The company’s Electron rocket carrying the CAPSTONE mission will lift off from New Zealand on June 28, 2022.
rocket lab A small spacecraft bound for the moon launched from its New Zealand facility early Tuesday, a mission marking a first for both the company and NASA.
Download the company’s Electron missile a special copy of it Photon space platformwhich carries a 55-pound spacecraft, the size of a microwave oven called CAPSTONE.
“Perfect electron firing!” Peter Beck, CEO of Rocket Lab Tweet Tuesday.
CAPSTONE, short for Cislunar Autonomous Positioning System Technology Operations and Navigation Experiment, is a low-cost mission that marks the first launch under NASA’s Artemis lunar program.
With a price tag of just $30 million, NASA hopes the mission will verify that a certain type of lunar orbit is suitable for the Lunar Gateway space station that the agency aims to launch later this decade.
NASA’s Christopher Baker, executive director of the Small Spacecraft Technology Program, explained to CNBC before launch that Gateway’s success does not depend on this data. But he added that CAPSTONE allows the agency to base its orbital calculations “in actual data” and give “operational experience in a near-straight Halo orbit.”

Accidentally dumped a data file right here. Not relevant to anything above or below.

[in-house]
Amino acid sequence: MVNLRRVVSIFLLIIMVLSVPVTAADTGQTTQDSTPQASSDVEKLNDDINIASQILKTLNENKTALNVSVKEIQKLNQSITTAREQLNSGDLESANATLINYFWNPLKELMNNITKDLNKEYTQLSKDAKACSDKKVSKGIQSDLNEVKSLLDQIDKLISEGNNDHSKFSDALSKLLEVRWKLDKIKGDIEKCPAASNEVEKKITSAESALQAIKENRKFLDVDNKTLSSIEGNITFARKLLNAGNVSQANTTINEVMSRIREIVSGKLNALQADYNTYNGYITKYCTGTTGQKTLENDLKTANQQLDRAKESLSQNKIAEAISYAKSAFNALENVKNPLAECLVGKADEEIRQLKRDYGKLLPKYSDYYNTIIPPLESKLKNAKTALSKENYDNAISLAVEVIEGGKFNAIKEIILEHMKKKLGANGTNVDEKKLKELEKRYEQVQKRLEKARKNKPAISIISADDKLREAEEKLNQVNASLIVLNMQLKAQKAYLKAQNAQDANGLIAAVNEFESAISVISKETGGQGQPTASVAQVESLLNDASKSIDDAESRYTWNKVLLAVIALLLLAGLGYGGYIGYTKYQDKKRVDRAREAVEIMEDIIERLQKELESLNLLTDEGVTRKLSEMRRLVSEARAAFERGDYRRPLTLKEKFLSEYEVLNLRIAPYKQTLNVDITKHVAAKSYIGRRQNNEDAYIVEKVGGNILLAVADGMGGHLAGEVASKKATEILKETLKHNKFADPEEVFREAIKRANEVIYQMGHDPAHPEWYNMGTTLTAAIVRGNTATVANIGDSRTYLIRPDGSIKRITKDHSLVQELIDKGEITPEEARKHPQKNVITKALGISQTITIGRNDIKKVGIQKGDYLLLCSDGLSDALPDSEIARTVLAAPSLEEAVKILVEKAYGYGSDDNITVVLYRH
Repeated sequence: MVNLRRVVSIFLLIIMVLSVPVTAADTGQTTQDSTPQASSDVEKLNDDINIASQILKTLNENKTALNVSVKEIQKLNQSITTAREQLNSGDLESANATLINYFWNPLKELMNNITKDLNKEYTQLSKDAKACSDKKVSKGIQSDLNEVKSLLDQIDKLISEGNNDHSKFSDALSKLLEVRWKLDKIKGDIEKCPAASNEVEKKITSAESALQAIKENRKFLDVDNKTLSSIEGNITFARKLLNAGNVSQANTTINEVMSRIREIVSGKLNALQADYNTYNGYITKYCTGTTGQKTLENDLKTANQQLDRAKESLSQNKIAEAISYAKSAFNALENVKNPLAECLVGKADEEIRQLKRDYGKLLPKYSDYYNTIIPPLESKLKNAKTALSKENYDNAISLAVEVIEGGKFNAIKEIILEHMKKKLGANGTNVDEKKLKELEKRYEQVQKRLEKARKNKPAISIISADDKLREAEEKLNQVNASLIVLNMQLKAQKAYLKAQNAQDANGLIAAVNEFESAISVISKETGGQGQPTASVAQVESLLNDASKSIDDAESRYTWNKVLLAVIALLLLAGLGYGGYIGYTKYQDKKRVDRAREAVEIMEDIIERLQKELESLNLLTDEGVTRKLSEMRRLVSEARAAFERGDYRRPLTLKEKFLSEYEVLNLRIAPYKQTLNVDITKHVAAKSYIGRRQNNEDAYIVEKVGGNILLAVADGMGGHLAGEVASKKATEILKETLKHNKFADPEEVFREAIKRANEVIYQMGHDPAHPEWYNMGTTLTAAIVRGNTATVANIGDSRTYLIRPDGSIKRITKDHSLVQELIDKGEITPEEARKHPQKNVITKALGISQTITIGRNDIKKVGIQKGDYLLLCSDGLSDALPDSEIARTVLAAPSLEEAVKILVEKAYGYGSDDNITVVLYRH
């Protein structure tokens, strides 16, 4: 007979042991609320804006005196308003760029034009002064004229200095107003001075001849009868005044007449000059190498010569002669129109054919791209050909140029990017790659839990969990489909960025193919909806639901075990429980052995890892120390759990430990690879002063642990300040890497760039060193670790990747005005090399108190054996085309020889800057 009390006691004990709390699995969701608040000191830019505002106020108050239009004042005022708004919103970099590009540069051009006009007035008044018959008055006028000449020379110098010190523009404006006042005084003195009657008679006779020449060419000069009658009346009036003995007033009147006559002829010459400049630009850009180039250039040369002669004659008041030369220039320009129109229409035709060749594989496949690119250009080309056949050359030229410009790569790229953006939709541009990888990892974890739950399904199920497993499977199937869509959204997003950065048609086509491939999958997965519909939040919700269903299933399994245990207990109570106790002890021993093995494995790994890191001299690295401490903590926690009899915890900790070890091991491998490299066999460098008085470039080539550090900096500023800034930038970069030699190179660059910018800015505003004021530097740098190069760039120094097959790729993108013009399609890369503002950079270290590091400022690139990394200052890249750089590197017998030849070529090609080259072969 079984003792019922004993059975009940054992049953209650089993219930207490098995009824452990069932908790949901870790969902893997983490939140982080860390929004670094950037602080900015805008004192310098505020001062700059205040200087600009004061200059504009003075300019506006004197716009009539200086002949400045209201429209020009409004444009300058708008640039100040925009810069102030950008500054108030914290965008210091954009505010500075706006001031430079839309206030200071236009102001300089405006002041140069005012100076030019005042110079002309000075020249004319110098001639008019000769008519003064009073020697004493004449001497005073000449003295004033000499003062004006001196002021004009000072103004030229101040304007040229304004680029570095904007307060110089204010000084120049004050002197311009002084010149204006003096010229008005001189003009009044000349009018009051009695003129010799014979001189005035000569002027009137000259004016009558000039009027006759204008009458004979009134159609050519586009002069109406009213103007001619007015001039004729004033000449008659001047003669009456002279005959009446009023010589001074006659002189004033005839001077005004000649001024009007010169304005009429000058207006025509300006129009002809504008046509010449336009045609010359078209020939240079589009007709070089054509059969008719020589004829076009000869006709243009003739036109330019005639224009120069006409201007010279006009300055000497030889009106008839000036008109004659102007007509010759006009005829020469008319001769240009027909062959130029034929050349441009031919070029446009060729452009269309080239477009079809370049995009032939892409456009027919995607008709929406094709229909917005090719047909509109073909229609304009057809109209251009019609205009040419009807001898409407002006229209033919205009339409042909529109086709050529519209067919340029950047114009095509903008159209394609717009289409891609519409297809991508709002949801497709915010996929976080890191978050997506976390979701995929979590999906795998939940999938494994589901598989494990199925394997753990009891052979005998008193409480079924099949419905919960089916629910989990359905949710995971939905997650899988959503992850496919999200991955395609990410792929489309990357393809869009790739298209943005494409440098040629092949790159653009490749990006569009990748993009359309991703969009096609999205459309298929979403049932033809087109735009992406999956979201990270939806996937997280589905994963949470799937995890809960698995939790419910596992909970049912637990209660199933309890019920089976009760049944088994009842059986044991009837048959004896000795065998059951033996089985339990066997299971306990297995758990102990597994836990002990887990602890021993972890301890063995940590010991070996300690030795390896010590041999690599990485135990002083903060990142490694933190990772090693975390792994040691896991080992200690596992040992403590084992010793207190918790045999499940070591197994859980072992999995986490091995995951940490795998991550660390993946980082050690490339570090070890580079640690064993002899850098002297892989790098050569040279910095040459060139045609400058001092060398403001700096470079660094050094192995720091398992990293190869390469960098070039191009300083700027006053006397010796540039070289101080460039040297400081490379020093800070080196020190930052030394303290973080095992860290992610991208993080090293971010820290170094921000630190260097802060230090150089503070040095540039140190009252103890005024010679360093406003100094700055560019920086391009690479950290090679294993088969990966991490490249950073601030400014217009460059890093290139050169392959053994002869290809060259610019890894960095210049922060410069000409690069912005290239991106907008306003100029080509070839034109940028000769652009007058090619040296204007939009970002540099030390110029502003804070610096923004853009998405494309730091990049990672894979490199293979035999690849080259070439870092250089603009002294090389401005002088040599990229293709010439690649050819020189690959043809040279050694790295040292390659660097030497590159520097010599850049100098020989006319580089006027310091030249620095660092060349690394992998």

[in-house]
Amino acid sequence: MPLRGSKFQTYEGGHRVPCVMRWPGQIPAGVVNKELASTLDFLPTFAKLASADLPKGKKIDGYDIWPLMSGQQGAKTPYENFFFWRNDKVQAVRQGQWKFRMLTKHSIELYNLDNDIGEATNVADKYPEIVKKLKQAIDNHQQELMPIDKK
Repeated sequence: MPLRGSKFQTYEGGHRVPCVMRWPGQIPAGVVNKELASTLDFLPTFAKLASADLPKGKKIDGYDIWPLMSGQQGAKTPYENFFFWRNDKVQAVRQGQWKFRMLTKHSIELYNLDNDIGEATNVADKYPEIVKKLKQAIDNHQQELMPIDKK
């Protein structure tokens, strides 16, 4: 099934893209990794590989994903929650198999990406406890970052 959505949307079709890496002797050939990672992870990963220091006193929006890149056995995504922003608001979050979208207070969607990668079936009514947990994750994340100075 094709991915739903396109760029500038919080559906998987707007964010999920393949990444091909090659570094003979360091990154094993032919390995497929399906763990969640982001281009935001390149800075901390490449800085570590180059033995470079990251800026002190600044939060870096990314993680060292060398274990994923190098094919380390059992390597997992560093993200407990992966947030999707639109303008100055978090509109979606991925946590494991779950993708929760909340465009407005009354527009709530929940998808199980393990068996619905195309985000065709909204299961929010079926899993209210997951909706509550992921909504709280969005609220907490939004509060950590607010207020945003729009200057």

Currently in Earth orbit, the Photon will fire its engine several times over the coming days before sending the CAPSTONE spacecraft on a path that will take about four months to reach the Moon. Once there, CAPSTONE will remain in orbit around the Moon for at least six months to collect data.
The CAPSTONE spacecraft is mounted on top of the company’s lunar Photon rover.
CAPSTONE also marks Rocket Lab’s first mission to go into deep space, or venture beyond the company’s typical goal of low Earth orbit.
NASA turned to a small group of companies to realize CAPSTONE. In addition to the Electron rocket and the Photon spacecraft from Rocket Lab, Colorado-based Advanced Space developed and will power CAPSTONE, while two Californian companies built the small spacecraft and provided its propulsion system – Terran Orbital and Stellar Exploration, respectively.
“Every key component here actually comes from a company that over the past 10 years has received a small business award from the government for developing the technology that is being used for this task,” Becker said.
“We’re very interested in how we can support and leverage American commercial capabilities to develop what’s capable — and one of the things we’ve been really pushing over the years is how to extend the reach of small spacecraft beyond low-Earth orbiting challenging new destinations,” Baker added.
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